Masters Thesis

Jewish Subcultures Online: Outreach, Dating, and Marginalized Communities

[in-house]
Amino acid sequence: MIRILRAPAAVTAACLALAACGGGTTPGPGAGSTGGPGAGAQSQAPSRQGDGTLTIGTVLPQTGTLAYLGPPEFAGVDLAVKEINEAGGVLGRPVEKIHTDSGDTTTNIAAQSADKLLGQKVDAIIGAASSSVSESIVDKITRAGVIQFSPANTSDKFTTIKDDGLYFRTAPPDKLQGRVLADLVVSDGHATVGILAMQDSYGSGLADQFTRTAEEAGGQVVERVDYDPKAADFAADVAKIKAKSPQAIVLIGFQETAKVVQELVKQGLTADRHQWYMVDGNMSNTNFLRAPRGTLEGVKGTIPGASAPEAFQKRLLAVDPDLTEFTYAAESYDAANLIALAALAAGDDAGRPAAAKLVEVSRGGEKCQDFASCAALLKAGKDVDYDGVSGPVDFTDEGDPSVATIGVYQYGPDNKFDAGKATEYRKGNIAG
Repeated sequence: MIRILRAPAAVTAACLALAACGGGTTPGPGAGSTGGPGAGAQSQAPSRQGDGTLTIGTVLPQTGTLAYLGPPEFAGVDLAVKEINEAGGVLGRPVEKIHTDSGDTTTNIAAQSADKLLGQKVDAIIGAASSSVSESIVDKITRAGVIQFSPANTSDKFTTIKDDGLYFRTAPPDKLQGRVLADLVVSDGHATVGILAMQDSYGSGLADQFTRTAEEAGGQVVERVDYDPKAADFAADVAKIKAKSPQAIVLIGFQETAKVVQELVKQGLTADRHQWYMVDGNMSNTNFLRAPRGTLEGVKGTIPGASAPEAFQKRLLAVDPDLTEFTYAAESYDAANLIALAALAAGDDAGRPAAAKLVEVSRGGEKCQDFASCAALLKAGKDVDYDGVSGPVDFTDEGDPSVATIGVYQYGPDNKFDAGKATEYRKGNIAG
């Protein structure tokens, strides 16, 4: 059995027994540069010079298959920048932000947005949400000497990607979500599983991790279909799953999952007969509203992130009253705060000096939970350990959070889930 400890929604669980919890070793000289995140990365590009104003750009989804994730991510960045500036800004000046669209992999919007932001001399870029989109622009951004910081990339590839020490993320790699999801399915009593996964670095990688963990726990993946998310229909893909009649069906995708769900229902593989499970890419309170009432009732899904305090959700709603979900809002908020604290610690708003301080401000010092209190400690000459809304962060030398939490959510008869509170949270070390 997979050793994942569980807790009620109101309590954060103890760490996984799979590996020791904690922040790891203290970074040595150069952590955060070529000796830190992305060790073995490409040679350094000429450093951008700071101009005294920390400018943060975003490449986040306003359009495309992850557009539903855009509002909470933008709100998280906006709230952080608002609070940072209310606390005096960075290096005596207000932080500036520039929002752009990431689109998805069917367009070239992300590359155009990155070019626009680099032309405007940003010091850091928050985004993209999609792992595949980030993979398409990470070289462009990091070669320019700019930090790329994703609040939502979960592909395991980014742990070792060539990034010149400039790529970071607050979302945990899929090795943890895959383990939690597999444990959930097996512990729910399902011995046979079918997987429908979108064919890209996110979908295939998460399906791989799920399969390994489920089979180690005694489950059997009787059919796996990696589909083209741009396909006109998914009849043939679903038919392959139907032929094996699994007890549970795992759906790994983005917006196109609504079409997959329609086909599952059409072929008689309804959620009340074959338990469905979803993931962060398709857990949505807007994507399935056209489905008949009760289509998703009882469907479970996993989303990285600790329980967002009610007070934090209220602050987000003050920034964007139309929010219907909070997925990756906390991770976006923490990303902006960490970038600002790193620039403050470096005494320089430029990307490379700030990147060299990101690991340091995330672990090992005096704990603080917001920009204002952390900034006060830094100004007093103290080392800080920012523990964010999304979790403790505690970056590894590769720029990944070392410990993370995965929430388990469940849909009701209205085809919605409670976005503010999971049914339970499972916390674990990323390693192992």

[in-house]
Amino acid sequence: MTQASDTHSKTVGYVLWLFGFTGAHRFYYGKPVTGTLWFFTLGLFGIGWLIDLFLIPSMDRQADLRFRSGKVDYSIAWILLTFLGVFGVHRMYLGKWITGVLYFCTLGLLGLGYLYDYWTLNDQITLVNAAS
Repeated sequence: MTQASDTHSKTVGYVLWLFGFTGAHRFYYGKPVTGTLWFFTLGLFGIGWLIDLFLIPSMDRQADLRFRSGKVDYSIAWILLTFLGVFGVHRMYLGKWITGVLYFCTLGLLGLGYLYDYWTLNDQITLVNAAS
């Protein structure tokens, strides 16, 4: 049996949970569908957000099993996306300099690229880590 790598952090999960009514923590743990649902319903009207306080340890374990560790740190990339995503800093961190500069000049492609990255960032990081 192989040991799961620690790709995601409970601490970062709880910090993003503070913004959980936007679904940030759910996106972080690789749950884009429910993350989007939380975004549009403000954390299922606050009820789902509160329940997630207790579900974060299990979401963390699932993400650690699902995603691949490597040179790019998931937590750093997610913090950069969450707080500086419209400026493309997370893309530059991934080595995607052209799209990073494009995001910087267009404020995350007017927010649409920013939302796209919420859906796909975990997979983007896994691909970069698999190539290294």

This thesis explores how Jewish individuals use and create communities online to enrich their Jewish identity. The Internet provides Jews who do not fit within their brick and mortar communities an outlet that gives them voice, power, and sometimes anonymity. They use these websites to balance their Jewish identities and other personal identities that may or may not fit within their local Jewish community. This research was conducted through analyzing a broad range of websites. The first chapter, the introduction, describes the Jewish American population as a whole as well as the history of the Internet. The second chapter, entitled “The Black Hats of the Internet,” discusses how the Orthodox community has used the Internet to create a modern approach to outreach. It focuses in particular on the extensive web materials created by Chabad and Aish Hatorah, which offer surprisingly modern twists on traditional texts. The third chapter is about Jewish online dating. It uses JDate and other secular websites to analyze how Jewish singles are using the Internet. This chapter also suggests that the use of the Internet may have an impact on reducing interfaith marriage. The fourth chapter examines marginalized communities, focusing on the following: Jewrotica; the Jewish LGBT community including those who are “OLGBT” (Orthodox LGBT); Punk Jews; and feminist Jews. The conclusion explores the impact of the Internet on the Jewish idea of “kehilla” (community). The use of the Internet has moved the Jewish community beyond brick and mortar buildings.

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